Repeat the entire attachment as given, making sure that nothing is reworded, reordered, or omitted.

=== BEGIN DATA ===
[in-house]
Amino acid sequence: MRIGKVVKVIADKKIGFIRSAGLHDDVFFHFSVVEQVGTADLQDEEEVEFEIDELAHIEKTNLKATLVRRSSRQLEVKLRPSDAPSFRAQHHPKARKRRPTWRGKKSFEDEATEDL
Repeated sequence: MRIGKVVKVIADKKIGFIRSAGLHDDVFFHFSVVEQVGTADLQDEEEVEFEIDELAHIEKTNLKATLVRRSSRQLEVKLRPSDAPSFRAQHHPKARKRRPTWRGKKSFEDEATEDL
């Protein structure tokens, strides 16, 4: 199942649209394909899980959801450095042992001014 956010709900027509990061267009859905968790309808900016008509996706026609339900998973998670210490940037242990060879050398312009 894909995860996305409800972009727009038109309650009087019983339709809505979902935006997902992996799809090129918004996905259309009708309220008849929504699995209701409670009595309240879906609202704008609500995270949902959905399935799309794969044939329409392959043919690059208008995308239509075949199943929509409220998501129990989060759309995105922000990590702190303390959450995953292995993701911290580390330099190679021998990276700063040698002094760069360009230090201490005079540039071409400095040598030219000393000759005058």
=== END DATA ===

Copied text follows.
[in-house]
Amino acid sequence: MRIGKVVKVIADKKIGFIRSAGLHDDVFFHFSVVEQVGTADLQDEEEVEFEIDELAHIEKTNLKATLVRRSSRQLEVKLRPSDAPSFRAQHHPKARKRRPTWRGKKSFEDEATEDL
Repeated sequence: MRIGKVVKVIADKKIGFIRSAGLHDDVFFHFSVVEQVGTADLQDEEEVEFEIDELAHIEKTNLKATLVRRSSRQLEVKLRPSDAPSFRAQHHPKARKRRPTWRGKKSFEDEATEDL
């Protein structure tokens, strides 16, 4: 199942649209394909899980959801450095042992001014 956010709900027509990061267009859905968790309808900016008509996706026609339900998973998670210490940037242990060879050398312009 894909995860996305409800972009727009038109309650009087019983339709809505979902935006997902992996799809090129918004996905259309009708309220008849929504699995209701409670009595309240879906609202704008609500995270949902959905399935799309794969044939329409392959043919690059208008995308239509075949199943929509409220998501129990989060759309995105922000990590702190303390959450995953292995993701911290580390330099190679021998990276700063040698002094760069360009230090201490005079540039071409400095040598030219000393000759005058």